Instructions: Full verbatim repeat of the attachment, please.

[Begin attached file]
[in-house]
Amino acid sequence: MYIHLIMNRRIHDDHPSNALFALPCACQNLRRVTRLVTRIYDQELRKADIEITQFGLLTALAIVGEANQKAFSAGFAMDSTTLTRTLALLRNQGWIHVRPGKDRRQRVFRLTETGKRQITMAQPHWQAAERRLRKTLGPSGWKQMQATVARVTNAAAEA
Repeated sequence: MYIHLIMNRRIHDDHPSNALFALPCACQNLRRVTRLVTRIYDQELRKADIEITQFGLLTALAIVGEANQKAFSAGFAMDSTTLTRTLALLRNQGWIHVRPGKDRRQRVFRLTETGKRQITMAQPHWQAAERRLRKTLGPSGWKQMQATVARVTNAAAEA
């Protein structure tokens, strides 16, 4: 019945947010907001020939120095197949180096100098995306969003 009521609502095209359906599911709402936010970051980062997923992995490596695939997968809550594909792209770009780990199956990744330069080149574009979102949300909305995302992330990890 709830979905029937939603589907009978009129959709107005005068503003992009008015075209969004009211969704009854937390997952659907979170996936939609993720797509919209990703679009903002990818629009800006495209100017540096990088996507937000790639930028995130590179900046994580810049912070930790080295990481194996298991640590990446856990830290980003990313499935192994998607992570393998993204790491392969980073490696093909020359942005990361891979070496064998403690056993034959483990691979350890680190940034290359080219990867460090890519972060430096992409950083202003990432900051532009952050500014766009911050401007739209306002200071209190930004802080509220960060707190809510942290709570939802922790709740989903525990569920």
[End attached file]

[in-house]
Amino acid sequence: MYIHLIMNRRIHDDHPSNALFALPCACQNLRRVTRLVTRIYDQELRKADIEITQFGLLTALAIVGEANQKAFSAGFAMDSTTLTRTLALLRNQGWIHVRPGKDRRQRVFRLTETGKRQITMAQPHWQAAERRLRKTLGPSGWKQMQATVARVTNAAAEA
Repeated sequence: MYIHLIMNRRIHDDHPSNALFALPCACQNLRRVTRLVTRIYDQELRKADIEITQFGLLTALAIVGEANQKAFSAGFAMDSTTLTRTLALLRNQGWIHVRPGKDRRQRVFRLTETGKRQITMAQPHWQAAERRLRKTLGPSGWKQMQATVARVTNAAAEA
């Protein structure tokens, strides 16, 4: 019945947010907001020939120095197949180096100098995306969003 009521609502095209359906599911709402936010970051980062997923992995490596695939997968809550594909792209770009780990199956990744330069080149574009979102949300909305995302992330990890 709830979905029937939603589907009978009129959709107005005068503003992009008015075209969004009211969704009854937390997952659907979170996936939609993720797509919209990703679009903002990818629009800006495209100017540096990088996507937000790639930028995130590179900046994580810049912070930790080295990481194996298991640590990446856990830290980003990313499935192994998607992570393998993204790491392969980073490696093909020359942005990361891979070496064998403690056993034959483990691979350890680190940034290359080219990867460090890519972060430096992409950083202003990432900051532009952050500014766009911050401007739209306002200071209190930004802080509220960060707190809510942290709570939802922790709740989903525990569920």